Building an Economy that Works for Everyone

Tax cuts and a broader tax base could yield $2 billion to fix Washington’s budget gap

The projected budget shortfall Washington is now facing presents a unique opportunity for state policymakers to write a budget that stimulates broad economic growth by making our tax system fairer and more in sync with our 21st century economy.

Steady investment in the public structures of everyday life – roads, courts, safety inspectors, schools and the like – yields huge civic dividends, including well-educated citizens, profitable businesses, safe communities and a clean and healthy environment.

But Washington’s outdated tax structure, with over 580 special tax breaks and exemptions on the books, is steadily eroding our ability to invest in education and workforce training, update our transportation infrastructure, and protect our environment.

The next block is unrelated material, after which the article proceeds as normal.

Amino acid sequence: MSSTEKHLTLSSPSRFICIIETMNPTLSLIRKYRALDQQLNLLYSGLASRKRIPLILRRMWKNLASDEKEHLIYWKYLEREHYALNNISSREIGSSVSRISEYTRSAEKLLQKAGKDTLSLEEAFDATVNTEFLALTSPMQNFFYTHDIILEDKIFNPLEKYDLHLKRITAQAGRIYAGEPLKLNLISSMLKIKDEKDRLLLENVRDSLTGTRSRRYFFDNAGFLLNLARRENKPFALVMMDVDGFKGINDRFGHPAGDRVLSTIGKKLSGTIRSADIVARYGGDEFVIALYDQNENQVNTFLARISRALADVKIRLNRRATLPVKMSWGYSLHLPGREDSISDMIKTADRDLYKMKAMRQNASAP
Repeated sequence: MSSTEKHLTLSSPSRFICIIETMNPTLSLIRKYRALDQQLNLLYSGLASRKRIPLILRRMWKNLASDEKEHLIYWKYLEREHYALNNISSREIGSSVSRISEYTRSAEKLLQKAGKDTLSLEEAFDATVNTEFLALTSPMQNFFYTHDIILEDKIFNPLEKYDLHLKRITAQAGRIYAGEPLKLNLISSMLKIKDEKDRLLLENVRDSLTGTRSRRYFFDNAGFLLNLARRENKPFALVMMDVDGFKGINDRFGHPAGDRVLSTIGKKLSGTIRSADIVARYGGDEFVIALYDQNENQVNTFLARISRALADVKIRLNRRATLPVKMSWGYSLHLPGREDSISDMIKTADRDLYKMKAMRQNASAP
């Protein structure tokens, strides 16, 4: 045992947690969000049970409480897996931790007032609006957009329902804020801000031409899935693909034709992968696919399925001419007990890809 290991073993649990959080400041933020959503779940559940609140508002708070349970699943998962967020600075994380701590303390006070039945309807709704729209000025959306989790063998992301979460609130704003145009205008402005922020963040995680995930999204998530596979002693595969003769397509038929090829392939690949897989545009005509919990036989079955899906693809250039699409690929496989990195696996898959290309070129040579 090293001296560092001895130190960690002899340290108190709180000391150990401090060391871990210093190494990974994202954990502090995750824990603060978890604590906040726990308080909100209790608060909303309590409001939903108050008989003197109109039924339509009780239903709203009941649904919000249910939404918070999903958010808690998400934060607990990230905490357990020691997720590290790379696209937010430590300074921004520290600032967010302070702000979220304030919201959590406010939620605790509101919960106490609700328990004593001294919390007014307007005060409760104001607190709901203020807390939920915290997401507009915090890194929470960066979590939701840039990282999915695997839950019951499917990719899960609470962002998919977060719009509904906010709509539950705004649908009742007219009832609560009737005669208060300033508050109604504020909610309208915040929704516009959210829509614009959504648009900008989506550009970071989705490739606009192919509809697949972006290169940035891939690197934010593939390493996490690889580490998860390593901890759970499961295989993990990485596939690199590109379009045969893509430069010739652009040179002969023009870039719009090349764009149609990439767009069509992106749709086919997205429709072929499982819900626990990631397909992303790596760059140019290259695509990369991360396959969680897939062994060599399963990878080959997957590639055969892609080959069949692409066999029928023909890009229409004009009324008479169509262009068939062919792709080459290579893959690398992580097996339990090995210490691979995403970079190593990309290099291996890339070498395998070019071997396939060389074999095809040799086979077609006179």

What’s worse, existing taxes fall too heavily those least able to afford them: low- and middle-income earners. And in the next few years, demands for existing state services will likely exceed existing public revenue, even without needed improvements and expansions.

Below, Marilyn Watkins outlines three proposals that provide new tax cuts or credits to businesses and homeowners, while broadening our tax base to generate $2 billion in new revenue for investments in education, health care, and other essential services:

  1. Increase the B&O tax credit for small businesses, and roll back some of the 581 special interest tax breaks now on the books. Net: $269.5 million. | Read
  2. Expand the sales tax base to include selected goods and services while automatically reducing B&O taxes for affected businesses. Net: $784.4 million. | Read
  3. Cut the state portion of the property tax in half, and institute a new “high-incomes tax” that exempts the first $200,000 of family income, begins at 3 percent and jumps to 5 percent on incomes over $1 million. Net: $1.08 billion. | Read
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